Viewing page 2 of 142

[[circled]] 2 [[/circled]]

under natural conditions. Where there if plenty of room in which to maneuver, an attacked bird usually retreats from its attacker, at least temporarily
    Both wild and captive Buff-throated Saltators utter sharp "Trit" or "Tit" Notes very frequently. Sometimes their notes are uttered by themselves alone, [[underline]] i.e. [[underline]] not in close association with other types of vocal patterns (see also below). Sometimes they are uttered singly or repeated at relatively long (and irregular) intervals. Several individuals were heard to utter such patterns in ambiguous but probably largely hostile circumstances. It is possible that single "Trit" or "Tit" Notes are [[strikethrough]] largely or completely homologous with [[/strikethrough]] more or less closely related to the Short Hostile Notes of related species. They sound very much like the Short Hostile Notes of some populations of Silver billed Tanagers [[underline]] (Ramphocelus carbo)[[/underline]] and Black-throated Tanagers [[underline]] (R. nigrogularis) [[/underline]].  
    The typical Rattles of Buff-throated Saltators are more or less prolonged series of short, hard notes uttered in more or less rapid succession; but they probably are shorter and slower in tempo, on the average, than the typical Rattles of Yellow-rumped Tanagers or [[underline]] Chlorospingus [[/underline]] species. They usually begin abruptly. All or most of them could be transcribed as "Tuk tuk tuk tuk..." or "Tit tit tit tit...". Captive Buff-throated Saltators uttered Rattles most frequently during purely or predominantly hostile encounters, especially during chases. I think that the Rattles usually were uttered by the chasing birds rather than the birds being chased. In the wild, Rattles were heard to be uttered by individuals moving actively near other individuals who may have been other territorial rivals or potential mates. The individuals uttering Rattles in these circumstances sometimes performed overt hostile movements, and usually tended to advance toward their opponents or partners. Once, an individual uttered many Rattles (without any other calls or notes) while it performed many supplanting attacks. Once, another individual utt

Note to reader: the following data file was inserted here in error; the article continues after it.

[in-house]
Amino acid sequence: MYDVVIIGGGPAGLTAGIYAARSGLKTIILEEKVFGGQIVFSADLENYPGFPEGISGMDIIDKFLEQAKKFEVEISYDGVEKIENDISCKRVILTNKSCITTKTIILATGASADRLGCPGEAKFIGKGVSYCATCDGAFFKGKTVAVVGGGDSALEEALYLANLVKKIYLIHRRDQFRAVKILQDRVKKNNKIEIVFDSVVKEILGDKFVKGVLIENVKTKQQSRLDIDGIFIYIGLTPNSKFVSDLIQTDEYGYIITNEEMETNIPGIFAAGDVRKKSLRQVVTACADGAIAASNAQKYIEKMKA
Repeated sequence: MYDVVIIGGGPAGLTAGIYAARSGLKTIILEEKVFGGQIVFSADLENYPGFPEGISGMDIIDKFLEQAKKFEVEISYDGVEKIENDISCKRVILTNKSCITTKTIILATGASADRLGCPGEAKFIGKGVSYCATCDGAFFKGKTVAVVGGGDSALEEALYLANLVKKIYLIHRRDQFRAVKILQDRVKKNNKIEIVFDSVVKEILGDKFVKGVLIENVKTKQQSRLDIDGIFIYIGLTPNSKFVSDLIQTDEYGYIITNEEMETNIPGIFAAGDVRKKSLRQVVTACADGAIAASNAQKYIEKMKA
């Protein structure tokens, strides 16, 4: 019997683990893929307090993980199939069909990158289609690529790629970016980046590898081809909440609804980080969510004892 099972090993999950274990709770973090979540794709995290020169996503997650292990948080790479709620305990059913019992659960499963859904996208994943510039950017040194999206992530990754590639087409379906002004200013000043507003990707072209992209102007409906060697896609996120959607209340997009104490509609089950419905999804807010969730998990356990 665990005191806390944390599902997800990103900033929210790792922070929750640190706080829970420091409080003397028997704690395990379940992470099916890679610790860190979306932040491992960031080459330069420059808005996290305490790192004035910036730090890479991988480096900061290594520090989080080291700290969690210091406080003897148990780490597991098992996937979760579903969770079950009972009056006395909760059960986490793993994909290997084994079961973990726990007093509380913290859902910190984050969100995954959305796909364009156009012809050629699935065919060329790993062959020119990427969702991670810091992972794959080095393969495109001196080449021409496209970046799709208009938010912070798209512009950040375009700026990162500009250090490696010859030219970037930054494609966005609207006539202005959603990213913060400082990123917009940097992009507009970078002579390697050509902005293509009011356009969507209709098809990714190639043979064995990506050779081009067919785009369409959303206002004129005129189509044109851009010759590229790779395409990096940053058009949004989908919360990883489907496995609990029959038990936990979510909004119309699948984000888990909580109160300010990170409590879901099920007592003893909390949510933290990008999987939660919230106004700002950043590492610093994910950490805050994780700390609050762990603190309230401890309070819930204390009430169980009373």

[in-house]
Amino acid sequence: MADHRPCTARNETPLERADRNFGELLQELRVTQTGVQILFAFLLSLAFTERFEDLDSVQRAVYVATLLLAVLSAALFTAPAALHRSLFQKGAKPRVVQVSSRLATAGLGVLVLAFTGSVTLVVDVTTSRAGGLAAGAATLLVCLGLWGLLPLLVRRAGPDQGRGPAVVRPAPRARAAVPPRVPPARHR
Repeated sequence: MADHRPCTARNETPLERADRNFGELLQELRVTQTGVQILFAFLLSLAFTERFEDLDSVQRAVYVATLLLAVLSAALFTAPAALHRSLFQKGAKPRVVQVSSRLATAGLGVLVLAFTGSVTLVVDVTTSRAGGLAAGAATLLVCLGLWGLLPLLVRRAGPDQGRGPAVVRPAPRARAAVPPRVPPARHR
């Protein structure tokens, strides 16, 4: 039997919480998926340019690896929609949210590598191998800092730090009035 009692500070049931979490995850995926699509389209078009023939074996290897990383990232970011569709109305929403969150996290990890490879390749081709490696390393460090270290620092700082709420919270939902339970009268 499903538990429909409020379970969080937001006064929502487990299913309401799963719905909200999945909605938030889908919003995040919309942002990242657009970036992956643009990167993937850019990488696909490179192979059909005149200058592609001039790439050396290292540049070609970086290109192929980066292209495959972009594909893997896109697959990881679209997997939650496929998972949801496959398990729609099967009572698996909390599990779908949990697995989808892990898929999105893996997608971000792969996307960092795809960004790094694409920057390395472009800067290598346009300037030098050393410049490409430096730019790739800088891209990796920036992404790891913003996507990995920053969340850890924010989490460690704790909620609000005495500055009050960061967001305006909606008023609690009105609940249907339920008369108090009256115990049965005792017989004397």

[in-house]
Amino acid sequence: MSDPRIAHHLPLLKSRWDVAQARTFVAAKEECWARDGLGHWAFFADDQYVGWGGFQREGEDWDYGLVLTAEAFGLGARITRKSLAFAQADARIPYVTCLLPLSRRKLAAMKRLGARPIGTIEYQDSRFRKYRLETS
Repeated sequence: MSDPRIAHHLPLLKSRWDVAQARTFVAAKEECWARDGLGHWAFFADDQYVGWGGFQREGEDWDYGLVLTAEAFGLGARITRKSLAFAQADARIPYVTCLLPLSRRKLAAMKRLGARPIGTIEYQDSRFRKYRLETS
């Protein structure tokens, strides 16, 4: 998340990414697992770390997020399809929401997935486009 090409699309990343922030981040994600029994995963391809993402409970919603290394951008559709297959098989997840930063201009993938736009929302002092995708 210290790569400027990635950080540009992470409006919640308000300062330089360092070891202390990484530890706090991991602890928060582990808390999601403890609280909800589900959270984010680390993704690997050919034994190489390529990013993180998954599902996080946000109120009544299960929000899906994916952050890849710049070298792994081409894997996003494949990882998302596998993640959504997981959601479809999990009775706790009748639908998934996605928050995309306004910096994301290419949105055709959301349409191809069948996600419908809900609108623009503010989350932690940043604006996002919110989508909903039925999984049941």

[[end page]]

  






























Please note that the language and terminology used in this collection reflects the context and culture of the time of its creation, and may include culturally sensitive information. As an historical document, its contents may be at odds with contemporary views and terminology. The information within this collection does not reflect the views of the Smithsonian Institution, but is available in its original form to facilitate research. For questions or comments regarding sensitive content, access, and use related to this collection, please contact transcribe@si.edu.